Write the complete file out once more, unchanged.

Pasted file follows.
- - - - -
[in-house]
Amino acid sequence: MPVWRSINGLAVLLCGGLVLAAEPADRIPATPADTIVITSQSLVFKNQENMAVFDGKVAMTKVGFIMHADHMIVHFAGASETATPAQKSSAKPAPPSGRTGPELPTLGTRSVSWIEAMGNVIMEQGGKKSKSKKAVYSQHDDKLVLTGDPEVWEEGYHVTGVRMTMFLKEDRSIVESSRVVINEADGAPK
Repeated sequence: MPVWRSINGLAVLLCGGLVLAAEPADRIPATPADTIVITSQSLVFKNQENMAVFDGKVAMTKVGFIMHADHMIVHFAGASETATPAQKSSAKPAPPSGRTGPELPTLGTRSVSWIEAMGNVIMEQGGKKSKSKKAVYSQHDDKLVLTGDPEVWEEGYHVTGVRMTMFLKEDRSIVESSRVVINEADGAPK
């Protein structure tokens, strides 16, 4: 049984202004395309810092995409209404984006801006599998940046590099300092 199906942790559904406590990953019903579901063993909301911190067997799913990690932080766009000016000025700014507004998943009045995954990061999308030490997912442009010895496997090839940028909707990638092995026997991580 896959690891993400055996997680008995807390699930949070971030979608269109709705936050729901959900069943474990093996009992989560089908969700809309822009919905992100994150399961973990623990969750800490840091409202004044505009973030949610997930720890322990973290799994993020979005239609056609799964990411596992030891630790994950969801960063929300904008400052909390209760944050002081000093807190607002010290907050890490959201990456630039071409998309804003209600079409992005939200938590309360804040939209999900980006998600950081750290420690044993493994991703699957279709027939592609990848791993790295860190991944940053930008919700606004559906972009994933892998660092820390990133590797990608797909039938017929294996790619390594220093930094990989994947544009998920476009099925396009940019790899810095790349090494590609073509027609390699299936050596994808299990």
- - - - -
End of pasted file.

[in-house]
Amino acid sequence: MPVWRSINGLAVLLCGGLVLAAEPADRIPATPADTIVITSQSLVFKNQENMAVFDGKVAMTKVGFIMHADHMIVHFAGASETATPAQKSSAKPAPPSGRTGPELPTLGTRSVSWIEAMGNVIMEQGGKKSKSKKAVYSQHDDKLVLTGDPEVWEEGYHVTGVRMTMFLKEDRSIVESSRVVINEADGAPK
Repeated sequence: MPVWRSINGLAVLLCGGLVLAAEPADRIPATPADTIVITSQSLVFKNQENMAVFDGKVAMTKVGFIMHADHMIVHFAGASETATPAQKSSAKPAPPSGRTGPELPTLGTRSVSWIEAMGNVIMEQGGKKSKSKKAVYSQHDDKLVLTGDPEVWEEGYHVTGVRMTMFLKEDRSIVESSRVVINEADGAPK
């Protein structure tokens, strides 16, 4: 049984202004395309810092995409209404984006801006599998940046590099300092 199906942790559904406590990953019903579901063993909301911190067997799913990690932080766009000016000025700014507004998943009045995954990061999308030490997912442009010895496997090839940028909707990638092995026997991580 896959690891993400055996997680008995807390699930949070971030979608269109709705936050729901959900069943474990093996009992989560089908969700809309822009919905992100994150399961973990623990969750800490840091409202004044505009973030949610997930720890322990973290799994993020979005239609056609799964990411596992030891630790994950969801960063929300904008400052909390209760944050002081000093807190607002010290907050890490959201990456630039071409998309804003209600079409992005939200938590309360804040939209999900980006998600950081750290420690044993493994991703699957279709027939592609990848791993790295860190991944940053930008919700606004559906972009994933892998660092820390990133590797990608797909039938017929294996790619390594220093930094990989994947544009998920476009099925396009940019790899810095790349090494590609073509027609390699299936050596994808299990």